This judgment was also mentioned in a report by the Federal Assembly. On February 16, a week after the court’s decision, the Federal Assembly published a research report titled “Cooperation between the Federal Ministry of Health and Google based on press freedom, competition laws, and media state agreements.” The report said, “The Federal Health Department’s operation of the information portal is not an unfair intervention in freedom of speech,” but judged, “In fact, cooperation with Google, which can lead to monopoly status, may unfairly violate freedom of speech and the principle of ‘Staatsferne’.” In addition, it was analyzed that the government health portal emphasized the reliability of information, and the reliability of quality health information sites that already exist is generalized and undermined.
Looking at the debate in Germany over the national health information portal site, you can find media and information consumption behavior different from that of Korea. If you search for a specific disease on Naver, a domestic portal site, the contents of the National Health Information Portal of the Korea Centers for Disease Control and Prevention are searched at the top. It is emphasized by a separate layout called ‘Intelligence Encyclopedia’. In such a search system, the information provided by the government is consumed as the most reliable and reliable information. The government’s act of providing information itself is also recognized as a national obligation in terms of public health.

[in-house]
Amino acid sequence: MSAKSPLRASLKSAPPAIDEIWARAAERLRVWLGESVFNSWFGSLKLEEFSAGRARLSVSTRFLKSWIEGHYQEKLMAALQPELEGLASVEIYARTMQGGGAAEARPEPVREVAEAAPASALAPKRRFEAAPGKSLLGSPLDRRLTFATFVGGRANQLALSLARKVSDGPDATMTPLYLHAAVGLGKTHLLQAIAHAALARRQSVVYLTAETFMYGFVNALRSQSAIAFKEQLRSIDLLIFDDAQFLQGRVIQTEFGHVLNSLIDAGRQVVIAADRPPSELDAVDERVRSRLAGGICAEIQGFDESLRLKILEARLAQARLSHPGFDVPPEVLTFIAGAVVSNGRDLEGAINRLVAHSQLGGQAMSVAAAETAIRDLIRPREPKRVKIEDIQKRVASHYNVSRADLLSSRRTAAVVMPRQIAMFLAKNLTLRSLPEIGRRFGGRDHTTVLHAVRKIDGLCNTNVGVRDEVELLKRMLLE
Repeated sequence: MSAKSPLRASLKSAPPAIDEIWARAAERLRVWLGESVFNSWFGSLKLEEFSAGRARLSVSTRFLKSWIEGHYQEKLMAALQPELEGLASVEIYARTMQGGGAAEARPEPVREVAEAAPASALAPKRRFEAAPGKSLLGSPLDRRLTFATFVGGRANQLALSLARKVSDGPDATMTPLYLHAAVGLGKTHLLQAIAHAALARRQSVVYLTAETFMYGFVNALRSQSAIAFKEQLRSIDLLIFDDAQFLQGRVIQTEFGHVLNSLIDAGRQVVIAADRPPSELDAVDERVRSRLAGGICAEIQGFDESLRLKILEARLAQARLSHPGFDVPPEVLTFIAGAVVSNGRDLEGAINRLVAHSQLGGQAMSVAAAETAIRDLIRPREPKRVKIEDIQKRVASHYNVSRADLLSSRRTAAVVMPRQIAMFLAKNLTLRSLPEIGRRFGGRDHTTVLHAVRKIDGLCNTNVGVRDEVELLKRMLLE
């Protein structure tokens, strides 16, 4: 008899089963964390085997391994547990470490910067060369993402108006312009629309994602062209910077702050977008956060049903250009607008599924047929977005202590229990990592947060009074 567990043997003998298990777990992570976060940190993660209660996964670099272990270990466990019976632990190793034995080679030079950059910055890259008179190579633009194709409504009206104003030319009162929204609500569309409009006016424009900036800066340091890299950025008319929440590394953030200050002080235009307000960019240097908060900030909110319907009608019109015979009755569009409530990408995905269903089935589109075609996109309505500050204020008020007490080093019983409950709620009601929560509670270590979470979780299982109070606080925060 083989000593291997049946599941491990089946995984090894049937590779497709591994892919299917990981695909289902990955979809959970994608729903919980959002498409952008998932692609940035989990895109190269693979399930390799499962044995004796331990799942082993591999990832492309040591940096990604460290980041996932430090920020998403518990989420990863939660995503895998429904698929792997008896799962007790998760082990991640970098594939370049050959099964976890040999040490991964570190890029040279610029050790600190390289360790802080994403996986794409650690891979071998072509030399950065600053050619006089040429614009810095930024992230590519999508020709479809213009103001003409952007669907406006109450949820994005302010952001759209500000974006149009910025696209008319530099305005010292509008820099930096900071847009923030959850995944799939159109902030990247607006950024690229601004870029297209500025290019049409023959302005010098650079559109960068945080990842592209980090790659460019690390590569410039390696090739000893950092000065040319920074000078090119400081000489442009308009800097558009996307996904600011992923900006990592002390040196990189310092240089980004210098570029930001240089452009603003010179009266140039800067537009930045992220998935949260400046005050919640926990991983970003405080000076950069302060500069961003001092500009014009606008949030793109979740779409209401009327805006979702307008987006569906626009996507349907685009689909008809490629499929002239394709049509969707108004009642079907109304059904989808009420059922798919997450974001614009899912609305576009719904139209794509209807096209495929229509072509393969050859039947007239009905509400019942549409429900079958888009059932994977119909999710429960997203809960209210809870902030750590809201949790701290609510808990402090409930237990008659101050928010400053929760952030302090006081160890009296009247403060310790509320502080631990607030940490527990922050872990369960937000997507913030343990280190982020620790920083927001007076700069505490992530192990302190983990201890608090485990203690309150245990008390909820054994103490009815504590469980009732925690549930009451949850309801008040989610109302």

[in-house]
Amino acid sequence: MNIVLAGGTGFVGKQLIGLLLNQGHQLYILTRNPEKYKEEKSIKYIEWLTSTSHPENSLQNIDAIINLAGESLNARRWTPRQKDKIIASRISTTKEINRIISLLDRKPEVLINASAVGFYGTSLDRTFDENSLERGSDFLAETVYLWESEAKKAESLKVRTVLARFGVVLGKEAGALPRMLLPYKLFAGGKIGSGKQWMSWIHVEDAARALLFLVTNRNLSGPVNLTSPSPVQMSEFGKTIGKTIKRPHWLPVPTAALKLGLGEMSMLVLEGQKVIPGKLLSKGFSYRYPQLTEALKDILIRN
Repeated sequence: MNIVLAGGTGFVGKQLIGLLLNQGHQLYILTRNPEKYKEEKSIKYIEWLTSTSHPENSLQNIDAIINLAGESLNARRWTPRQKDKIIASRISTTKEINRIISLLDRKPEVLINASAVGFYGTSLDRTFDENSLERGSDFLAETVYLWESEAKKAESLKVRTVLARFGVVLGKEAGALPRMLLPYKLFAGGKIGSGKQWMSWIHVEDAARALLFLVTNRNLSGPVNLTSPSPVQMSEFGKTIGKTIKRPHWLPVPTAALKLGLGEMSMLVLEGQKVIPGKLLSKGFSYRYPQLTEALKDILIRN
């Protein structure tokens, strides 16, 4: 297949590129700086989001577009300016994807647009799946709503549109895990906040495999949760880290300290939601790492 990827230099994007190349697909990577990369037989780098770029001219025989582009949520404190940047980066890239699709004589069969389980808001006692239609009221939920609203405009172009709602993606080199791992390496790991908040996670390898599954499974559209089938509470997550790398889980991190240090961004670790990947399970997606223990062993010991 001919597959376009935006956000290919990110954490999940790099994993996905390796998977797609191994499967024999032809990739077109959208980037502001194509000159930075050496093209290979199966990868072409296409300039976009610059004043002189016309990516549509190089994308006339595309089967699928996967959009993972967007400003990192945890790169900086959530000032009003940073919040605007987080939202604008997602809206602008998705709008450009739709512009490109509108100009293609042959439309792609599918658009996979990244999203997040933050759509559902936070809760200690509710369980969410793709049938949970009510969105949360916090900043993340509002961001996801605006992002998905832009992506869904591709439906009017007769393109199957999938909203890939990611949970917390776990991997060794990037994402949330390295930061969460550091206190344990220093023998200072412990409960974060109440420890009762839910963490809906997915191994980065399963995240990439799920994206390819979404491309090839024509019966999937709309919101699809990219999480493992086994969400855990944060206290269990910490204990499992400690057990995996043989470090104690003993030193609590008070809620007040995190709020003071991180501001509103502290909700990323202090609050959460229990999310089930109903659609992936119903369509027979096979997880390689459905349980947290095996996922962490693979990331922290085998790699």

Germany is a bit different. There is a firm suspicion that the information or media provided by the government cannot guarantee independence. It is a historically formed reasonable doubt. In addition, collaboration with Google, which has a 97.6% share of German search engines and virtually monopolizes online, is feared to accelerate the monopoly of government information. This is also what happens because high-quality health media with expertise are firmly established in the market. This is evidenced by the fact that it is not the medical community but the media media industry that deals fiercely with the issue.